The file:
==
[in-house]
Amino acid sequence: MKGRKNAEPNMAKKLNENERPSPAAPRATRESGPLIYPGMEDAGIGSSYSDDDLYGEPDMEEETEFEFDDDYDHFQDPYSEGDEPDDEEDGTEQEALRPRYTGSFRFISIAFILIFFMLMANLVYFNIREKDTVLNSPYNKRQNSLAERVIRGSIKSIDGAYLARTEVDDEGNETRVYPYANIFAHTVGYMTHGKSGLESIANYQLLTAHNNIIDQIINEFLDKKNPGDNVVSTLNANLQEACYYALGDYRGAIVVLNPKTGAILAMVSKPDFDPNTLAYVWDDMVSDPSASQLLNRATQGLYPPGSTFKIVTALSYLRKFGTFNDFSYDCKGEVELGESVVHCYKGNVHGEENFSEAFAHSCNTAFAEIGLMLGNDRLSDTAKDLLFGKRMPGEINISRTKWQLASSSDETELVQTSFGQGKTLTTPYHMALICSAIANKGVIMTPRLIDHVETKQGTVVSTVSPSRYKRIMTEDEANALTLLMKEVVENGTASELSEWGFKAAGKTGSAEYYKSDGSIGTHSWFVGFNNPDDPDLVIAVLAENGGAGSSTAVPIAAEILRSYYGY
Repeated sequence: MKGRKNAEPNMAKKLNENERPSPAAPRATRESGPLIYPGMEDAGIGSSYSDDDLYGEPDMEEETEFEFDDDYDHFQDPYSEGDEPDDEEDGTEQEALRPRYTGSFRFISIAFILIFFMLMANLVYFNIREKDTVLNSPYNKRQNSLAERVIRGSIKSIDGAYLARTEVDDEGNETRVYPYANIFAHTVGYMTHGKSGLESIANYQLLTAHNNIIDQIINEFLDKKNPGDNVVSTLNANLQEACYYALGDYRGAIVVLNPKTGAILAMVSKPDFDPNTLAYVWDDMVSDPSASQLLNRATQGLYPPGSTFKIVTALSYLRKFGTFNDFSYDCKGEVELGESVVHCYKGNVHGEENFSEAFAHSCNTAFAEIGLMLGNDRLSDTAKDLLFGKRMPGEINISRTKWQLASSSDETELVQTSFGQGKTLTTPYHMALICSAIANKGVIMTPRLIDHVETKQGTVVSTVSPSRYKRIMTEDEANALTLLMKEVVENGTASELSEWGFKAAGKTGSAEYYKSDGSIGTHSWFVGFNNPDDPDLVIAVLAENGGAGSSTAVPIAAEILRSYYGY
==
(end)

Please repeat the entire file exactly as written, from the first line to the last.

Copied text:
[in-house]
Amino acid sequence: MKGRKNAEPNMAKKLNENERPSPAAPRATRESGPLIYPGMEDAGIGSSYSDDDLYGEPDMEEETEFEFDDDYDHFQDPYSEGDEPDDEEDGTEQEALRPRYTGSFRFISIAFILIFFMLMANLVYFNIREKDTVLNSPYNKRQNSLAERVIRGSIKSIDGAYLARTEVDDEGNETRVYPYANIFAHTVGYMTHGKSGLESIANYQLLTAHNNIIDQIINEFLDKKNPGDNVVSTLNANLQEACYYALGDYRGAIVVLNPKTGAILAMVSKPDFDPNTLAYVWDDMVSDPSASQLLNRATQGLYPPGSTFKIVTALSYLRKFGTFNDFSYDCKGEVELGESVVHCYKGNVHGEENFSEAFAHSCNTAFAEIGLMLGNDRLSDTAKDLLFGKRMPGEINISRTKWQLASSSDETELVQTSFGQGKTLTTPYHMALICSAIANKGVIMTPRLIDHVETKQGTVVSTVSPSRYKRIMTEDEANALTLLMKEVVENGTASELSEWGFKAAGKTGSAEYYKSDGSIGTHSWFVGFNNPDDPDLVIAVLAENGGAGSSTAVPIAAEILRSYYGY
Repeated sequence: MKGRKNAEPNMAKKLNENERPSPAAPRATRESGPLIYPGMEDAGIGSSYSDDDLYGEPDMEEETEFEFDDDYDHFQDPYSEGDEPDDEEDGTEQEALRPRYTGSFRFISIAFILIFFMLMANLVYFNIREKDTVLNSPYNKRQNSLAERVIRGSIKSIDGAYLARTEVDDEGNETRVYPYANIFAHTVGYMTHGKSGLESIANYQLLTAHNNIIDQIINEFLDKKNPGDNVVSTLNANLQEACYYALGDYRGAIVVLNPKTGAILAMVSKPDFDPNTLAYVWDDMVSDPSASQLLNRATQGLYPPGSTFKIVTALSYLRKFGTFNDFSYDCKGEVELGESVVHCYKGNVHGEENFSEAFAHSCNTAFAEIGLMLGNDRLSDTAKDLLFGKRMPGEINISRTKWQLASSSDETELVQTSFGQGKTLTTPYHMALICSAIANKGVIMTPRLIDHVETKQGTVVSTVSPSRYKRIMTEDEANALTLLMKEVVENGTASELSEWGFKAAGKTGSAEYYKSDGSIGTHSWFVGFNNPDDPDLVIAVLAENGGAGSSTAVPIAAEILRSYYGY